should coordinate with the majority staff within the requested
Without objection, this hearing is adjourned.
[Additional submissions of Mrs. McCarthy follow:]
Prepared Statement of Laurie A. Westley, Senior Vice President of
Public Policy, Advocacy, and the Research Institute, Girl Scouts of the
Girl Scouts of the USA respectfully submits this testimony to the
Subcommittee on Healthy Families and Communities of the House Education
and Labor Committee.
Girl Scouts and Healthy Living
Girl Scouts is the world's preeminent organization dedicated to the
leadership development of girls, serving nearly 3 million girl members
in every corner of the United States, Puerto Rico, the Virgin Islands,
and almost 100 countries worldwide. Throughout our 97-year history,
Girl Scouts has had a long standing commitment to the well-being of
girls and continues to be an authority on their healthy growth and
development. From our healthy living programming and a historic
emphasis on health in the Girl Scout experience, girls are educated and
empowered to take action to strengthen their physical and emotional
well-being and positively impact their communities and the world. Girl
Scouts is deeply invested in improving the health of our country's
children and adds a unique voice and proven solutions for Congress to
consider while forming policies to address childhood obesity and
improve our youth's physical and emotional health.
The Girl Scout Research Institute's original research report, The
New Normal? What Girls Say About Healthy Living, provides what is too
often missing from the dialogue surrounding nutrition and childhood
obesity: the voices of girls and youth who are directly affected by
this health crisis. This research offers insight into how America's
girls view their own health and healthy living. We found that girls
believe being healthy combines good nutrition and physical fitness with
emotional and social well-being. Most importantly, we found that
without including emotional wellness in exercise and nutrition
programs, these programs will not work well for girls.
Incorporating Girls' Voices Into Policy
The New Normal? What Girls Say About Healthy Living, sheds light on
the childhood obesity crisis by asking girls directly how they define
health and what motivates them to lead healthier lifestyles. The report
combined focus group research with surveys of more than 2,000 eight- to
seventeen-year-old girls. Girls expressed that their emotional and
social wellness is equally important to their physical health. For
girls, being healthy is more than just eating right and exercising; it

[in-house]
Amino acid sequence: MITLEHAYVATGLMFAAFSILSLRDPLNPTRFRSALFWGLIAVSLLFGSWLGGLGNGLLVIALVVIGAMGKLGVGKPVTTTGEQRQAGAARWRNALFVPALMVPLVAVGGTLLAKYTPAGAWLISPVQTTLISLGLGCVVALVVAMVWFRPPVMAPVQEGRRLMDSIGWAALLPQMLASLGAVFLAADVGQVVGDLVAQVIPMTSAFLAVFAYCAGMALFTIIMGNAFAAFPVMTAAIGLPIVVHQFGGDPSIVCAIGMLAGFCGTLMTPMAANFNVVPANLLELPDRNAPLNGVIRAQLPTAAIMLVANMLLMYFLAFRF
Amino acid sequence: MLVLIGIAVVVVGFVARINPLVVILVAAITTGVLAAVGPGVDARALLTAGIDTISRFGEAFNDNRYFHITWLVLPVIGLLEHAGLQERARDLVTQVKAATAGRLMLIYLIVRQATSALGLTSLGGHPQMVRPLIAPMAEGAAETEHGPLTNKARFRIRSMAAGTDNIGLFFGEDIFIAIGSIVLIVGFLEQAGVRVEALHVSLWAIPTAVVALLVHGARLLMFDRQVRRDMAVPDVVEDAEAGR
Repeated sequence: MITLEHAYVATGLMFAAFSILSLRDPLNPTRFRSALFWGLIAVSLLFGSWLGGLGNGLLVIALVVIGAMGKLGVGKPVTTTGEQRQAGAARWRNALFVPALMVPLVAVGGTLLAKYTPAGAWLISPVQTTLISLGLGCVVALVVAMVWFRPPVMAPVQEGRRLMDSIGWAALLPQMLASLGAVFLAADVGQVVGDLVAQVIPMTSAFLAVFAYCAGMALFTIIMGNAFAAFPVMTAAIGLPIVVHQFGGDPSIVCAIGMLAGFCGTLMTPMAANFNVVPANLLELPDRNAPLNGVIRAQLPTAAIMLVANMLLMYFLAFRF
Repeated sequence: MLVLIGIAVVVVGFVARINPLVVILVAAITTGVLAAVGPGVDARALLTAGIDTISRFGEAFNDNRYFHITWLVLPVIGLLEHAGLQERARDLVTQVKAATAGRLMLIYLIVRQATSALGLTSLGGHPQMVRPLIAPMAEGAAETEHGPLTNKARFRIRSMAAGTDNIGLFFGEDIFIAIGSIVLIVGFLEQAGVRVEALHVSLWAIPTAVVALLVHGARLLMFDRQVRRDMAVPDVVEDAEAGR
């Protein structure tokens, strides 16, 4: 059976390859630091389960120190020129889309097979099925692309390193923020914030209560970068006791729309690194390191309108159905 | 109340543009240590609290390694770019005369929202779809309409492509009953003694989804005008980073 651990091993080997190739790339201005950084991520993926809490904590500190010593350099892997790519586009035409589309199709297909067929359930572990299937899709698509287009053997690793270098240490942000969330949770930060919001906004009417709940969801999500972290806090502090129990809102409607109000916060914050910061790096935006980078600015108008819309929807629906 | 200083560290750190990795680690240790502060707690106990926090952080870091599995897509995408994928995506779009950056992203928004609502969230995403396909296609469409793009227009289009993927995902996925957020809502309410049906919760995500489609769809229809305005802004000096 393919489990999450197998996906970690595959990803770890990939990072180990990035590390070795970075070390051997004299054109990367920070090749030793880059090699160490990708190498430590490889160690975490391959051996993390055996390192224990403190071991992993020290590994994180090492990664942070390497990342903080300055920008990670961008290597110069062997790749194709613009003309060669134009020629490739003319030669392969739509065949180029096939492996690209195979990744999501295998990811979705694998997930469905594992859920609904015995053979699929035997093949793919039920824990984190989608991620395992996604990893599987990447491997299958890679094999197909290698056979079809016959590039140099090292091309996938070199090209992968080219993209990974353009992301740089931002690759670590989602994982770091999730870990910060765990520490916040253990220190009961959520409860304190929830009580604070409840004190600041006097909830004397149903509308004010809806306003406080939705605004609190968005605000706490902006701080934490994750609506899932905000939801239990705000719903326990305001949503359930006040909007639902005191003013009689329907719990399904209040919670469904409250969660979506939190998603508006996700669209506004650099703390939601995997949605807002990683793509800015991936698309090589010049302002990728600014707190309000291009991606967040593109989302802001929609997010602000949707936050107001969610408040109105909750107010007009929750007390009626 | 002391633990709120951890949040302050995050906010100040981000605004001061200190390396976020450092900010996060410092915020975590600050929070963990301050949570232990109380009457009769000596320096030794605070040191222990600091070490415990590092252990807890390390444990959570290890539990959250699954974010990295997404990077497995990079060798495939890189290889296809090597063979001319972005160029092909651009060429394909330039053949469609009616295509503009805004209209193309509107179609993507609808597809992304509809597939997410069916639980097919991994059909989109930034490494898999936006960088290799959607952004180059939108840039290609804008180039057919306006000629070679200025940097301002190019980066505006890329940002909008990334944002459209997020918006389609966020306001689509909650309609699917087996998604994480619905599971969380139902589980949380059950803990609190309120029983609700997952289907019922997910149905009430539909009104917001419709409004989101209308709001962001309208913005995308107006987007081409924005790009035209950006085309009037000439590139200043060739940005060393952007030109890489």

is also includes feeling good about oneself, being supported by friends
and family, and appearing ``normal.'' The study found that girls define
health holistically, and our nation needs to take a comprehensive
approach to healthy living programs and policies if we want them to
resonate well with girls.
Emotional wellness, which includes self-esteem and a girl's body
image, plays a critical role in girls' attitudes about diet and
exercise. According to The New Normal? What Girls Say About Healthy
Living, for girls, being healthy has more to do with appearing
``normal'' and feeling accepted rather than maintaining good diet and
exercise habits.\1\ Moreover, physical appearance is of greater concern
to girls than their nutrition or how much they exercise.\2\ If our
country wants to end the childhood obesity crisis, we should form
policies and programs that not only encourage good physical health, but
emotional well-being as well. Girl Scouts has learned that
comprehensive approaches are the most effective with helping girls
develop healthy nutrition and exercise habits. We recommend that
nutrition programs should include a focus on emotional wellness that
empowers girls and all youth to develop self-esteem, a positive body
image, healthy eating and exercise habits, and an overall healthier
For girls, health is also about being supported by their peers and
family. Relationships are crucial to girls' physical and emotional
health. The Girl Scout Research Institute's original research report,
Feeling Safe: What Girls Say, found that emotional safety is a top
concern for girls. Girls feel the safest and most confident when they
have strong relationships with their peers who they can trust.\3\
Relational aggression, or emotional bullying, damages girls' emotional
and physical health and safety. Efforts to improve girls' health should